UA football pulls out thrilling come-from-behind bowl win

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                </div>The first football bowl game of the college season started out like a prize fight and ended like a horse race. As the University of Arizona Wildcats and Nevada Wolfpack […]<!-- AddThis Sharing Buttons below -->
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The first football bowl game of the college season started out like a prize fight and ended like a horse race.

As the University of Arizona Wildcats and Nevada Wolfpack squared off this afternoon in the Gildan New Mexico Bowl, the first half looked like a boxing match, with Nevada appearing to deliver a knock-out punch early and Arizona picking itself back up off the canvas to get back in the fight – and, like Rocky Balboa, go on to win.

If this were a boxing match, it would have been similar to a heavyweight taking on a middleweight, as the Wolfpack were a touchdown underdog in this one.  Nevada is coming off its first year in the Mountain West Conference and had to lace ’em up against a Pac-12 opponent.

Instead of a boxing ring in Las Vegas, these two combatants played in frigid temperatures under overcast skies in the open air of University Stadium on the campus of the University of New Mexico in Albuquerque.  The large number of empty seats were indicative of not only the cold temperatures, but also the fact that this was a lower-tier bowl that featured a couple of 7-5 teams.

And since it’s the first bowl game on the long road to the national championship game on Jan. 7, football fans haven’t fully tuned in yet.  The Cats wound up in the New Mexico Bowl as consolation prize after a season-ending loss to rival Arizona State, which will be playing in the Kraft Fight Hunger Bowl in San Francisco on Dec. 29.

But the fans that did show up got their money’s worth, and a national audience that watched on ESPN hopefully stayed until the final whistle.

In the final 90 seconds of the game, the high-octane, hurry-up offense of Rich Rodriguez enabled Arizona to gobble up 126 yards of offense and score twice to pull out a come-from-behind 49-48 win in Rodriguez’s first year as the Cats’ head coach.

Nevada dominated most of the last two quarters of play and looked like it was going to wrap up the upset when the Pack tacked on a field goal to give them a 13-point lead with just 1:48 left on the clock.

They had opened the game with three scores before Arizona could even get their chin straps adjusted, beginning with a 75-yard march that took just eight plays to go up 7-0.  Stephon Jefferson capped off the drive by just running through the middle of the Cats’ line and waltzing in for a 10-yard score – his 23rd of the year.

The game had been billed as a meeting of the top two running backs in the country, since Jefferson came in ranked second with 141.9 yards per game, just behind Arizona’s Ka’Deem Carey who was leading the nation with 146.4 ypg.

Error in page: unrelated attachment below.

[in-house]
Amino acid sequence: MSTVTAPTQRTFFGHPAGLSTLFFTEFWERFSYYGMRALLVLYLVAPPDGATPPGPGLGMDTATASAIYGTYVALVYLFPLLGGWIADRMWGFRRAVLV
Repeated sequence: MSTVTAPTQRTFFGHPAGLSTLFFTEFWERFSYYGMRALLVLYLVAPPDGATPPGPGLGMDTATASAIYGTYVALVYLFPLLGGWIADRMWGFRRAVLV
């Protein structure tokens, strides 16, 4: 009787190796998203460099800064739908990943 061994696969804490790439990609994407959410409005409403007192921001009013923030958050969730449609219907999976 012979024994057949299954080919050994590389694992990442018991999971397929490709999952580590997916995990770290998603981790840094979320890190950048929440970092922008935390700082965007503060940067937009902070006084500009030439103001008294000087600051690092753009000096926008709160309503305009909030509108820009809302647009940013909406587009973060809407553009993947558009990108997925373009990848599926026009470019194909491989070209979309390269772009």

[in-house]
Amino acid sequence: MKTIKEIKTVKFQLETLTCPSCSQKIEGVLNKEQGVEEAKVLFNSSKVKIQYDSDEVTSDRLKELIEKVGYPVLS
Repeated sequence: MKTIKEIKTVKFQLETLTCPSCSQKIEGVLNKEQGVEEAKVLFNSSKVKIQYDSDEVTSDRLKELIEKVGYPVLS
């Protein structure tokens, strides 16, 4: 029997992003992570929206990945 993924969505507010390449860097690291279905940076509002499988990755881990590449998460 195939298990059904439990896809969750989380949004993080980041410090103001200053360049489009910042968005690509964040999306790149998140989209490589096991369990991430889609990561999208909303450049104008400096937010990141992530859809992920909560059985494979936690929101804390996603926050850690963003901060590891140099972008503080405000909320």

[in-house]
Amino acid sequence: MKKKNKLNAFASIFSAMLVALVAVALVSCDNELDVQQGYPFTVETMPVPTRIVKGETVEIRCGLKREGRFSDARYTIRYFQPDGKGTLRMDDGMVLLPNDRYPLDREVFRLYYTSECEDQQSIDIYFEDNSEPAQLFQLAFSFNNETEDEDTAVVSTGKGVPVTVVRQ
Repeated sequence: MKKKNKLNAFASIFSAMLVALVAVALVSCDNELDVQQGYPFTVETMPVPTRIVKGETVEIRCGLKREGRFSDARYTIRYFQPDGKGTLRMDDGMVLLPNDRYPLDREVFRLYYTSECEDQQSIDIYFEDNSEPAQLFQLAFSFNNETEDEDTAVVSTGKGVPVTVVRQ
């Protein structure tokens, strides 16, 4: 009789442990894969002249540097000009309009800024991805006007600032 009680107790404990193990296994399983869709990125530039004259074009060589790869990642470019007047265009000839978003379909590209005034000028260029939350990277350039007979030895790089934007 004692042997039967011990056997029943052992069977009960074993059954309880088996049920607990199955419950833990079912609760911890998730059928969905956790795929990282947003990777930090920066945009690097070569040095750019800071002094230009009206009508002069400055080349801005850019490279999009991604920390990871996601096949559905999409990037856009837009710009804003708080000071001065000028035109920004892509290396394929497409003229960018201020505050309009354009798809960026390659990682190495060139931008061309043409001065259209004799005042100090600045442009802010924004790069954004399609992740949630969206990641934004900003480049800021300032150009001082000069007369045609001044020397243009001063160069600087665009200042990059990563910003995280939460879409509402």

Jefferson won the honors today, finishing with 180 yards to 172 for Carey.  However, Jefferson fumbled twice and Arizona covered one of those drops.

Arizona kept shooting itself in the foot in the early going, as false-start penalties helped stall drives on their first two series, and then a fumble on the following kick-off made it appear this would be a long afternoon.

Nevada ran the score to 14-0 on their third series and then turned the kick-off fumble into a quick score by Nevada to make it 21-0 as the Wolfpack scored on back-to-back plays from scrimmage.

Carey got the Cats back in the game by carrying the next Arizona drive to put seven points on the board, and then an interception by Shaquille Richardson gave the ball back to the Cats just before the quarter ended.

By the time the half ended, the two teams had combined for 59 points and Nevada took a three-point lead into the locker room, 31-28.  They combined for 428 rushing yards in the first quarter alone.

Chris Ault, the Nevada head coach, told a sideline reporter after the first half that his staff would make some adjustments in the middle at halftime – which meant his team needed to slow down Carey, who ran at will through the Nevada offensive line for 145 yards in the first half.

He lived up to his promise.  The Wolfpack bottled up the speedy sophomore throughout most of the second half, holding Carey to just 27 yards in the second half.

But the youngster from Canyon del Oro High School in Tucson finished the season with 1,929 yards.

It would be fair to say the Wolfpack outplayed Arizona most of the game.  They picked up their 38th first down of the game early in the fourth quarter, which set a new college bowl record, and ran 104 plays to monopolize time of possession.

But it was the final 90 seconds that made the difference.

After the Nevada field goal to push the score to 48-35 at the 1:48 mark, Arizona was able to capitalize on a pair of pass-interference penalties to be able to complete an 80-yard drive, finishing on a two-yard pass reception by Austin Hill to make it 48-42.

With just 42 ticks left on the game clock, the Cats pulled off a successful on-side kick that was covered by Marquis Flowers.  They turned that gift into the winning score when the fifth-year senior quarterback, Matt Scott, completed a pass to Tyler Slavin with 19 seconds left.

Scott was picked twice, but finished with 382 yards passing.

He was named the bowl’s offensive MVP for his effort, and Flowers was named the defensive MVP.

(Photo: Arizona Athletics)